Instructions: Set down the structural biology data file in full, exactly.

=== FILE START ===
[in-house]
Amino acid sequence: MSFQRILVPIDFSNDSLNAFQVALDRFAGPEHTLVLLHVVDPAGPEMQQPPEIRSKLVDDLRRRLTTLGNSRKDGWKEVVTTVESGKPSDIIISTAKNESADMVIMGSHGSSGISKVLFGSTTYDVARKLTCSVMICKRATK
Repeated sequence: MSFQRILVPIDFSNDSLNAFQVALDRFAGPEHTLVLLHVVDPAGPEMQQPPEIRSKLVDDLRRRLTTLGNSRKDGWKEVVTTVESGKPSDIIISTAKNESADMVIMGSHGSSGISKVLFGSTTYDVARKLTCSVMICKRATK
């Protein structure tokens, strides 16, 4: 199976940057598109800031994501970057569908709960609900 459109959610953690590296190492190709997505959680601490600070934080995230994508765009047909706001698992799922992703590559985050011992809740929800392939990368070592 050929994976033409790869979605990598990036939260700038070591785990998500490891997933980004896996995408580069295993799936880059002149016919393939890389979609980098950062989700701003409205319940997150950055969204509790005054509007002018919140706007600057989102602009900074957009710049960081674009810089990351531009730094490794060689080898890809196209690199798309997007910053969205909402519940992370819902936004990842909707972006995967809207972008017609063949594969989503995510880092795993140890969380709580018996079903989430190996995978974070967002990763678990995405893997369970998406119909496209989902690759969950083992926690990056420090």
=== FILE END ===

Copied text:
[in-house]
Amino acid sequence: MSFQRILVPIDFSNDSLNAFQVALDRFAGPEHTLVLLHVVDPAGPEMQQPPEIRSKLVDDLRRRLTTLGNSRKDGWKEVVTTVESGKPSDIIISTAKNESADMVIMGSHGSSGISKVLFGSTTYDVARKLTCSVMICKRATK
Repeated sequence: MSFQRILVPIDFSNDSLNAFQVALDRFAGPEHTLVLLHVVDPAGPEMQQPPEIRSKLVDDLRRRLTTLGNSRKDGWKEVVTTVESGKPSDIIISTAKNESADMVIMGSHGSSGISKVLFGSTTYDVARKLTCSVMICKRATK
């Protein structure tokens, strides 16, 4: 199976940057598109800031994501970057569908709960609900 459109959610953690590296190492190709997505959680601490600070934080995230994508765009047909706001698992799922992703590559985050011992809740929800392939990368070592 050929994976033409790869979605990598990036939260700038070591785990998500490891997933980004896996995408580069295993799936880059002149016919393939890389979609980098950062989700701003409205319940997150950055969204509790005054509007002018919140706007600057989102602009900074957009710049960081674009810089990351531009730094490794060689080898890809196209690199798309997007910053969205909402519940992370819902936004990842909707972006995967809207972008017609063949594969989503995510880092795993140890969380709580018996079903989430190996995978974070967002990763678990995405893997369970998406119909496209989902690759969950083992926690990056420090």